With the latest report by the Office for National Statistics (ONS) showing girls spending more time involved in play activities than boys, Play England is highlighting how the chronic funding crisis on the play sector means girls in particular are missing out on play opportunities. The ONS report ‘Children’s engagement with the outdoors and sports activities, UK: 2014 to 2015’ shows that whilst boys spent longer on sports activities, girls spent more of their time in play activities – 127 minutes per day compared to boys at 96 minutes.
Yet government’s investment in play has been cut from £235 million prior to 2010 to zero in 2018. Between 2012 and 2017, Sport England received £1 billion from the government and National Lottery funding. Play England is calling for these levels of national funding to also be made available for play.
Here is a model letter to MPs. Please complete and send this to your local MP!
Your name & address (you must include this in order to receive a response from your local MP)
Your MP (find out who they are, and contact parliamentary e-mail here🙂
I am writing to ask you to support an increase in national funding for play provision.
The benefits of play reach into every aspect of children’s lives. It is vital for their enjoyment of childhood as well as for social, emotional, intellectual and physical development. Independent research, as well as the Chief Medical Officer’s own recommendations, emphasizes the effectiveness of play in helping children’s health and wellbeing. The Mental Health Foundation recommends that regular play helps keep children mentally well.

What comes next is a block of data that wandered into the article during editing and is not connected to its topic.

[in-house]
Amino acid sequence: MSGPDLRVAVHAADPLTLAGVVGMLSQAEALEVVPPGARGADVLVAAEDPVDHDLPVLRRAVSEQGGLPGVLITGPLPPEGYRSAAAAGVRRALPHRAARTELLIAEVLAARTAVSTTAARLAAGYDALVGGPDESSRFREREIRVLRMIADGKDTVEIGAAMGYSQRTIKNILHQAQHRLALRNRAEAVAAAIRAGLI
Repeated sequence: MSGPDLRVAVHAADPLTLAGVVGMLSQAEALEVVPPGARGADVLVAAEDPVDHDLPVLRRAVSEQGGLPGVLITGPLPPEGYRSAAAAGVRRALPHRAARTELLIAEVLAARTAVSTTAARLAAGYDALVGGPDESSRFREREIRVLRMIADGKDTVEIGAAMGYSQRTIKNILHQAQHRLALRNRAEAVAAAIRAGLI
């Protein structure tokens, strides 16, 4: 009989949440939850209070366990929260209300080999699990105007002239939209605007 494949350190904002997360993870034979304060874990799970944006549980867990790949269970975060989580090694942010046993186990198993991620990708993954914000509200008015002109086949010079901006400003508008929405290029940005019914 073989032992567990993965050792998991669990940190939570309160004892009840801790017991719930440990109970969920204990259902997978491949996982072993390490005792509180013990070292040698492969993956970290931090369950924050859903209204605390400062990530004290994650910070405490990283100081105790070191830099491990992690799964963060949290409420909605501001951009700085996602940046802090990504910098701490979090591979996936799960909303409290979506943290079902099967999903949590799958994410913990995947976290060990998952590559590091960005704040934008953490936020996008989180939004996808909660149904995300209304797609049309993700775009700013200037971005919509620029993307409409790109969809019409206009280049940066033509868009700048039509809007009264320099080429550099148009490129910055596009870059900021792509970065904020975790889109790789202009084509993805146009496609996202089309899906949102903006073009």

Access to high quality, staffed play opportunities also benefits parents and families, providing important social support, crucial lifelines in deprived neighbourhoods and for parents in need.
However, investment in play has collapsed: prior to 2010, government investment in play was £235 million. Now, in 2018, it is zero.
This is damaging the quality and availability of public play provision in local parks and open spaces. National government cuts to local authorities is also forcing staffed play providers, such as adventure playgrounds and after-school clubs, to cut services or close.
These cuts are limiting children’s access to free, local play spaces and taking a toll on children’s health and wellbeing. According to the government’s childhood obesity strategy, nearly a third of children aged two to 15 in England are overweight or obese. The problem is worse amongst children from the most deprived areas, with five-year olds twice as likely to be obese compared to their most well off counterparts. A Children and Young People’s Mental Health Coalition survey has found that young people’s mental health problems have become more severe over the last two years.
Investing in play benefits everyone and is vital for this country’s future. Between 2012 and 2017, the government and National Lottery invested £1 billion in Sport England. I believe that the same levels of funding need to be made available for play.
Please support Play England’s ‘Save our Play’ campaign which calls on the government to pledge matched funding between sport and play – to benefit all of our children and young people.
I look forward to hearing from you.
You can also download the model letter here.